I was at a SMART recovery meeting tonight. We were talking about how we deal with stress. I used to turn to the bottle to avoid uncomfortable emotions. Awkward social situations seemed easier. Anxiety didn’t feel as painful. But, as I mentioned in the meeting, I am in my 50s learning to handle things, like speaking in a group, that others do in their teens.
I have since learned a number of stress reduction techniques and aids and each helps a little. The little bits add up and I am able to function. Enough, that people notice a big difference.
One of the first things I did was find I have social anxiety, which was pretty much a “no-brainer” and is the lesser of my psychological problems. There are all kinds of treatments for anxiety and phobias. I take a ssri medication that helps with anxiety and depression. It helps, some. It isn’t a crutch to rely on medication.
The next thing I do is breathe. I take deep breaths and concentrate on my breathing. Then I visualize. I picture something coming up, going well.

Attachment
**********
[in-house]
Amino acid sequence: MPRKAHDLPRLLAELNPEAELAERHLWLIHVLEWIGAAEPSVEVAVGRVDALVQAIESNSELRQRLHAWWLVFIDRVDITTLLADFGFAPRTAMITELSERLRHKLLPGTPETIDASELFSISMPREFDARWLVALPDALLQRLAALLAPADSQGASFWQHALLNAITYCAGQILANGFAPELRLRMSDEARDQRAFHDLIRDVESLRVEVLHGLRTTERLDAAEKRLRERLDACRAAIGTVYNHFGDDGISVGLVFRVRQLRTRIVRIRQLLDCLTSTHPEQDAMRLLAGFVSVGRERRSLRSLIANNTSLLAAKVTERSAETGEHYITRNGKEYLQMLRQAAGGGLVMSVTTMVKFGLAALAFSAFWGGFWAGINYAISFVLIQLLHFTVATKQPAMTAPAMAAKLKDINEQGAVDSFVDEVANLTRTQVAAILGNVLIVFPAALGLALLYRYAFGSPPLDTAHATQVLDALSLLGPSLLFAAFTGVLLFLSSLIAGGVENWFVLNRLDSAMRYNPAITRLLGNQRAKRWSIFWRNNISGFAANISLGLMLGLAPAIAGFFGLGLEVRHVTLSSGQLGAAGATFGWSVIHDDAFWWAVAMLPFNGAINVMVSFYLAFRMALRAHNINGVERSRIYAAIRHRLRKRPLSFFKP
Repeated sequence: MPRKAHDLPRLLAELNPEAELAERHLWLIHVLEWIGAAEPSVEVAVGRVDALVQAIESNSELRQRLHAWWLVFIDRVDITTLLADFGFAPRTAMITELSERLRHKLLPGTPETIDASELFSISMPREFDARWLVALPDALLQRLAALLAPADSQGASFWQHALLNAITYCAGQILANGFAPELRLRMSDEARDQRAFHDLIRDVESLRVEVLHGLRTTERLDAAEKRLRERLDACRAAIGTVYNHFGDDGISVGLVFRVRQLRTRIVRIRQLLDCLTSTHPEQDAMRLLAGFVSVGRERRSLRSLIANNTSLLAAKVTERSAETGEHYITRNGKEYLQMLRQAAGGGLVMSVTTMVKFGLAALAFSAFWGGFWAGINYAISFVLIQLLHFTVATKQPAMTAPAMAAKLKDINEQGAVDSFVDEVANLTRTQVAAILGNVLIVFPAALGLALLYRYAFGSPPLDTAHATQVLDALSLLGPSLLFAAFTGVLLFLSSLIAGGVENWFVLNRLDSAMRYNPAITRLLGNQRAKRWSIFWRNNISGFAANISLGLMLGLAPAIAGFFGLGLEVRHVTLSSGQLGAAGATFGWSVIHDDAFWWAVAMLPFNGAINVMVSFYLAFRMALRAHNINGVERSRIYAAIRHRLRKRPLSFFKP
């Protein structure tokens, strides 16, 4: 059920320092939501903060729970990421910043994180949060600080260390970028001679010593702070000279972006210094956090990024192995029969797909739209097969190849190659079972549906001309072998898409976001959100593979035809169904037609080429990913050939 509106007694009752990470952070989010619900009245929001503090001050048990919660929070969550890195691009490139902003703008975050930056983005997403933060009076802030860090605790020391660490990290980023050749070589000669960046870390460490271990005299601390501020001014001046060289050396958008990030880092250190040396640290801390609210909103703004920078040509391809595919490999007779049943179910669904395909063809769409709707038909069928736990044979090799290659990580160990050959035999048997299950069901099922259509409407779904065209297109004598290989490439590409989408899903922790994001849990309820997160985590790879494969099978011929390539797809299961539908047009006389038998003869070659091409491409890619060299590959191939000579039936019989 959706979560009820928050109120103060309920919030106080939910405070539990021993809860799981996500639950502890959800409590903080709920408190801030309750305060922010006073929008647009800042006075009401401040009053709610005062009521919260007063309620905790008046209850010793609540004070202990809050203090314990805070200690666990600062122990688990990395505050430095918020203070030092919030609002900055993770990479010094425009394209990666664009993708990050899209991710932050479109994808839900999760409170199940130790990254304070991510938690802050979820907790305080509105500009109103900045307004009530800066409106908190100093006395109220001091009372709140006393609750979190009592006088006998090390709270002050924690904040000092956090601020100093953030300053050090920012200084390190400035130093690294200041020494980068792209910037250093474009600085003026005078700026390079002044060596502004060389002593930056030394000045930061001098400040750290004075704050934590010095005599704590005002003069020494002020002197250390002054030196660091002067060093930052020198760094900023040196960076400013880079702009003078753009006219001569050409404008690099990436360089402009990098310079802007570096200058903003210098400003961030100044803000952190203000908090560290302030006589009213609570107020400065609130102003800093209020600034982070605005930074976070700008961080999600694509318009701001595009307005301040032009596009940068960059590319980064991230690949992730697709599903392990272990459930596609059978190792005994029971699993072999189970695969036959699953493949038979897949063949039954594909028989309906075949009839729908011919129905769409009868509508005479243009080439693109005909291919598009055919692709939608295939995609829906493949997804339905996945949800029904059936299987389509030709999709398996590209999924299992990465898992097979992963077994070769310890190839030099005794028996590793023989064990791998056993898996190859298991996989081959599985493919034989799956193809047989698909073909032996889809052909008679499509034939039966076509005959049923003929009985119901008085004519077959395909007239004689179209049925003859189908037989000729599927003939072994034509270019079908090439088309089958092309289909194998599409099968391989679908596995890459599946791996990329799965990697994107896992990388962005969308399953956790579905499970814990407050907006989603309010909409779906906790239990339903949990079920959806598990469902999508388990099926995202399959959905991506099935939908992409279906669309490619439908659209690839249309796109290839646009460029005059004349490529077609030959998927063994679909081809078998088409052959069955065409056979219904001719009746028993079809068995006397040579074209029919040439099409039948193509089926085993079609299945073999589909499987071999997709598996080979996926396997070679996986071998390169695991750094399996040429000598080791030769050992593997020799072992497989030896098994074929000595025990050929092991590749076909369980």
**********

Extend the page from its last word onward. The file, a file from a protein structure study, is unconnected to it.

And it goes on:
I stick to a routine. Not so much that my days are boring but I try to have sleep schedule and take my medications on a schedule. I also try to plan for change ahead of time.
I once took a 12 week cognitive behavioral therapy (cbt) group course. We all rated our anxiety and depression throughout the course and everyone’s went down. We used a workbook called “Mind Over Mood”. It is about having balanced, rational thoughts and not negative or irrational ones. SMART is based on cbt and Rational emotive behavior therapy (REBT).
I had a time when I was depressed where I had trouble with the laundry. I would wash and dry, but folding and putting it away seemed like an impossible task. So, I had this mountain of clean clothes. I would pass it by and cry. I told a friend and he said “Do smaller loads” which sounds simplistic, but it worked. It made it manageable and I could handle the smaller amount. Now, I take that into other areas. If I have a large task, I break it into smaller pieces. Otherwise, I freeze and nothing is accomplished.
Journaling or blogging helps me get the anxiety out or calling someone to talk about what is bothering me. I also go to therapy.
I tend to isolate and being alone can lead to trouble, so if I am invited out, I push myself to go. I usually have an okay time, it is just getting out the door.
A life without stress would be stagnation. You need some stress. You just need to know how to deal with the stress that comes so it doesn’t overwhelm you.